Eurowings dominates the market. Ryanair and easyJet are experiencing strong growth. Low cost airlines in Germany are increasingly setting their sights on major airports, leading to rising competition, record offer of low cost flights and a drop in ticket prices. These are the findings of the 'Low Cost Monitor 1/2017', recently published by the German Aerospace Center (Deutsches Zentrum für Luft- und Raumfahrt; DLR). The report has been published every spring and autumn since 2006.
Record number of low cost flights
"The low cost carrier network has 518 different routes that originate in Germany, which is a new record for a winter half-year," says Peter Berster from the DLR Institute of Air Transport and Airport Research in Cologne. "Ryanair has experienced the strongest expansion with an additional 35 new connections – a 25 percent increase. easyJet is also growing, and now flies to seven new destinations." Eurowings/Germanwings still holds a dominant position, although with slower growth than last year. The carrier has the largest range of low cost flights in and from Germany in winter 2017, accounting for a market share of more than 50 percent. It is followed by Ryanair, with a 21.5 percent share of the market, and easyJet with 11 percent. "Ryanair alone has increased its services by one fifth, offering roughly 150 more flights than last year," says Principal Investigator Berster. Airlines such as Transavia and Norwegian have even doubled their services. Over 23 percent of all flights departing from Germany are low cost.
Competitive situation of low cost carriers. Credit: DLR (CC-BY 3.0).
Prices continue to fall
The average gross prices charged by low cost carriers for a single flight have dropped to between 44 and 105 euro thanks to the continued fall in the price of oil, the large number of providers and increasing competition on the same routes. For comparison, in 2016, prices ranged from 64 to 107 euro. Despite their growing presence at major airports, Ryanair and Wizz have lowered last year's prices, hence contributing to the trend towards lower ticket prices," says Berster.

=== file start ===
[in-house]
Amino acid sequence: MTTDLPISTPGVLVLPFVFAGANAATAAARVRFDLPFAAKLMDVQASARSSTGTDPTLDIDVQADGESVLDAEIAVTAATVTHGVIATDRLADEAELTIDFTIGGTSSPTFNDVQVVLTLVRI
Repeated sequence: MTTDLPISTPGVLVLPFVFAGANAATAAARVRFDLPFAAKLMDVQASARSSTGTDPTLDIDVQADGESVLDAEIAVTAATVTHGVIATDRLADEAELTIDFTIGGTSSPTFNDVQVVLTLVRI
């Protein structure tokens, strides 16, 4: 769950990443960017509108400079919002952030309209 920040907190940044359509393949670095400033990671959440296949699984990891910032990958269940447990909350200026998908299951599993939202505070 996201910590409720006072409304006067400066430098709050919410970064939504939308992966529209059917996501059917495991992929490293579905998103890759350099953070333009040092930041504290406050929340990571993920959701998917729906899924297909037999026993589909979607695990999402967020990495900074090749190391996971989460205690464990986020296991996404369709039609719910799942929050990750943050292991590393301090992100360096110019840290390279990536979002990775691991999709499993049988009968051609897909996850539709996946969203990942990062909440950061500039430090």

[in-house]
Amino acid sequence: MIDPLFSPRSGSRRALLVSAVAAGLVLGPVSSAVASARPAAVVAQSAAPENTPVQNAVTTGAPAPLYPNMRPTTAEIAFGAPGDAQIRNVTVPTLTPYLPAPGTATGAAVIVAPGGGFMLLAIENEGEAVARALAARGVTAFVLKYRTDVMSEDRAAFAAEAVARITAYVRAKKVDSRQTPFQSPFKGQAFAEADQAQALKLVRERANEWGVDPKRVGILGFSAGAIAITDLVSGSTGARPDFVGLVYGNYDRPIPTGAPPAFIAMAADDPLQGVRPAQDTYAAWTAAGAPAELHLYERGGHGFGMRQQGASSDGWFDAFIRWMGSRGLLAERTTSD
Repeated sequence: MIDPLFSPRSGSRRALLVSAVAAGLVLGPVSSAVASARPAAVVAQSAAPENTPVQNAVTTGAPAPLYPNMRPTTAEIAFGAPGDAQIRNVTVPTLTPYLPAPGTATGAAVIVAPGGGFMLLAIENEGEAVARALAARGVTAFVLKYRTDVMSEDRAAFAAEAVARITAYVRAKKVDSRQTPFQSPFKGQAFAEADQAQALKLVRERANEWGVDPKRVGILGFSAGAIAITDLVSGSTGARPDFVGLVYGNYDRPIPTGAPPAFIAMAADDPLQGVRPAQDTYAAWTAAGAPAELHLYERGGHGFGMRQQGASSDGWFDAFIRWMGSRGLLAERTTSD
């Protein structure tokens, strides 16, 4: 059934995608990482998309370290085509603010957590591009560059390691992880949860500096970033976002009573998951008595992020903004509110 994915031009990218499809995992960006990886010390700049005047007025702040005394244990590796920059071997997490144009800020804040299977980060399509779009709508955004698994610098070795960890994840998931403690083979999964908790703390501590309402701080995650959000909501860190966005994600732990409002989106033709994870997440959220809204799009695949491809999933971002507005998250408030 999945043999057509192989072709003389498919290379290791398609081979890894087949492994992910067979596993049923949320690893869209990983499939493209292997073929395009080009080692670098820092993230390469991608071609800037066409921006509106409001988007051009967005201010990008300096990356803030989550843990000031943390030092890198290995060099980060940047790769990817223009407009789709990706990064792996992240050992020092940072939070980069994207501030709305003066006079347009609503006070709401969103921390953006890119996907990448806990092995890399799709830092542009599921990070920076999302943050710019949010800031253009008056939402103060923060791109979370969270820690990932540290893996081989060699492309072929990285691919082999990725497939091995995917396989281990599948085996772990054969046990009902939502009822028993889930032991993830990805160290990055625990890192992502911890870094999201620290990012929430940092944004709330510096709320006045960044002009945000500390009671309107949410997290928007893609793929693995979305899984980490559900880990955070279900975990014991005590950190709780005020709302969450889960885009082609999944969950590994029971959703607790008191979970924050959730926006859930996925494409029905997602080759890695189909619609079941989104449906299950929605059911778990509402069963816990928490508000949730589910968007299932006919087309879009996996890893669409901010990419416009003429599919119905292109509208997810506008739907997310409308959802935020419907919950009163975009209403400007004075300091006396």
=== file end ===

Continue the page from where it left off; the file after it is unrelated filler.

Average ticket price of low cost carriers. Credit: DLR (CC-BY 3.0).
Spain and eastern Europe increasingly popular
Domestic low cost flights in Germany account for just under 30 percent and are therefore the most popular products, although this market accounts for just under one tenth of all routes. 'On the other hand, 16 percent of flights or a total of 85 routes fly from Germany to Spain," says Berster. "This is a 20 percent increase compared to winter 2016." The number of flights to eastern European countries such as Romania, Hungary or Bulgaria is also increasing. The United States, Thailand and Central American markets have also gained in importance due to the long-haul services offered by Eurowings.
Major airports increasingly interesting